Senate Tax Reform Plan Would Help Middle-Income South Dakotans, Farmers and Ranchers

Senate Tax Reform Plan Would Help Middle-Income South Dakotans, Farmers and Ranchers

The Senate plan “lowers tax rates, doubles the standard deduction, and increases the child tax credit, all of which will put more money into the pockets of hardworking Americans …”


WASHINGTON — U.S. Sen. John Thune (R-S.D.), a member of the tax-writing Senate Finance Committee, today applauded the Finance Committee’s release of a comprehensive tax reform plan based on the unified framework. Several Thune-authored provisions from previously introduced tax reform bills were included in the broader Senate plan. These provisions, in addition to Thune’s work on the broader plan, will help middle-income families, small and medium-sized businesses, and family-run farms and ranches throughout South Dakota. As a member of the Finance Committee, Thune will play a critical role when the committee begins consideration of the plan on Monday, November 13.

“Middle-income Americans are tired of struggling under a weak economy. They are ready for relief. This legislation is good news for American workers and American families. The legislation the Senate Finance Committee unveiled today lowers tax rates, doubles the standard deduction, and increases the child tax credit, all of which will put more money into the pockets of hardworking Americans and give them more flexibility to care for their families. By lowering taxes on small businesses and other job creators, our bill also makes the reforms necessary to boost our economy and give Americans access to the kinds of jobs, wages, and opportunities that will set them up for a secure future. I commend Senate Finance Committee Chairman Orrin Hatch for his leadership and look forward to working with our colleagues in the House and the Trump administration to ensure a pro-growth tax reform package is signed into law.”

Since January 2017, Thune has introduced numerous individual tax reform marker bills that cover multiple portions of the tax code. Thune-authored provisions included in the Senate version of the Tax Cuts and Jobs Act are:

  • Modified portions of Thune’s Investment in New Ventures and Economic Success Today (INVEST) Act of 2017 (S. 1144), legislation that would simplify accounting rules and reform key parts of the tax code to help small and medium-sized business owners more quickly recover investment costs and certain other tax deductible business expenses. By accelerating cost recovery on property, equipment, inventory, and other common business investments, these provisions would encourage new business growth and help existing businesses, including farms and ranches, expand their operations, create new jobs, and grow the economy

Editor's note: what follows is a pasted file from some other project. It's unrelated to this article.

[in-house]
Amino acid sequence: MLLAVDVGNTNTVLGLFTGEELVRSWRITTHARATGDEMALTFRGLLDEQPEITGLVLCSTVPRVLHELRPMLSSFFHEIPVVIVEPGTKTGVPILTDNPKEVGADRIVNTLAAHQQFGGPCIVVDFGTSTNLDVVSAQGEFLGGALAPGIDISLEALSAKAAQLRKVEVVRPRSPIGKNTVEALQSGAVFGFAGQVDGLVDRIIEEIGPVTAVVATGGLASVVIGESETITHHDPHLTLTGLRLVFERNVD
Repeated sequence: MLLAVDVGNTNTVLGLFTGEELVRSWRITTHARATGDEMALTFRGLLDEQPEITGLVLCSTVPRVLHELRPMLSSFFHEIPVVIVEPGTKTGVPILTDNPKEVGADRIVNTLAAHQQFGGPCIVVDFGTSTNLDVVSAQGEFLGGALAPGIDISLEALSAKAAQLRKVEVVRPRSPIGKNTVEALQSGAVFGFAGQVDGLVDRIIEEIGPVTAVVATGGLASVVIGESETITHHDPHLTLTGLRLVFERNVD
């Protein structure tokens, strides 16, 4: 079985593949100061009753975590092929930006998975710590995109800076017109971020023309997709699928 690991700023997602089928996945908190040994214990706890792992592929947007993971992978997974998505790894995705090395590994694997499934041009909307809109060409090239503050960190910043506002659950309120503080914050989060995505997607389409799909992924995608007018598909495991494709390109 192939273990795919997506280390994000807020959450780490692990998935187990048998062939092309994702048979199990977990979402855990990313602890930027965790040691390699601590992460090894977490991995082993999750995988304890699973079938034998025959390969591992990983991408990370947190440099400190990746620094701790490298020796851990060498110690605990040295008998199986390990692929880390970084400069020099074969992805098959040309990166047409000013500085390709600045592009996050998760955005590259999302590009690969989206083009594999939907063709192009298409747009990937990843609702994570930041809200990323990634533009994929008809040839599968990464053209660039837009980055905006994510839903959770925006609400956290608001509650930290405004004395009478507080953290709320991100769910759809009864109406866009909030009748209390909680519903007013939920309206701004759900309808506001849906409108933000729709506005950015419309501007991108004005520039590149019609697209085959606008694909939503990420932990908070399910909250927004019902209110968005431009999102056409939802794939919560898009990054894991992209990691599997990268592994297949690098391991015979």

• Thune’s New Economy Works to Guarantee Independence and Growth (NEW GIG) Act of 2017 (S. 1549), legislation that addresses the classification of workers – independent contractors versus employees – and creates a safe harbor for those who meet a set of objective tests that would qualify them as an independent contractor. This legislation is important for traditional independent contractor arrangements, like computer consultants, freelance writers, and delivery drivers, as well as all of those individuals who participate in the on-demand economy and provide a rapidly growing range of services.

Sen. Thune doesn’t believe death should be a taxable event, which is why he introduced the Death Tax Repeal Act in January 2017 and still strongly supports this approach. The Tax Cuts and Jobs Act includes a provision that would provide additional relief (compared to current law) to more of South Dakota’s family-run businesses, farms, and ranches that are currently threatened by the death tax, which is important progress.

To learn more about Thune’s work on tax reform, please visit the tax reform section on www.thune.senate.gov.

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One Reply to “Senate Tax Reform Plan Would Help Middle-Income South Dakotans, Farmers and Ranchers”

  1. Kelly Lieberg

    Someone recently said, “The last time Congress reformed our onerous tax code was 1986. Since then, it’s become a 4-million-word maze full of costly loopholes and tax subsidies that benefit the well-connected while putting everyone else at a competitive disadvantage”. Wow ! Who was on the job during most of these shenanigans ? Additionally, is “reform” the most accurate word choice for the current bill ?

    Reply

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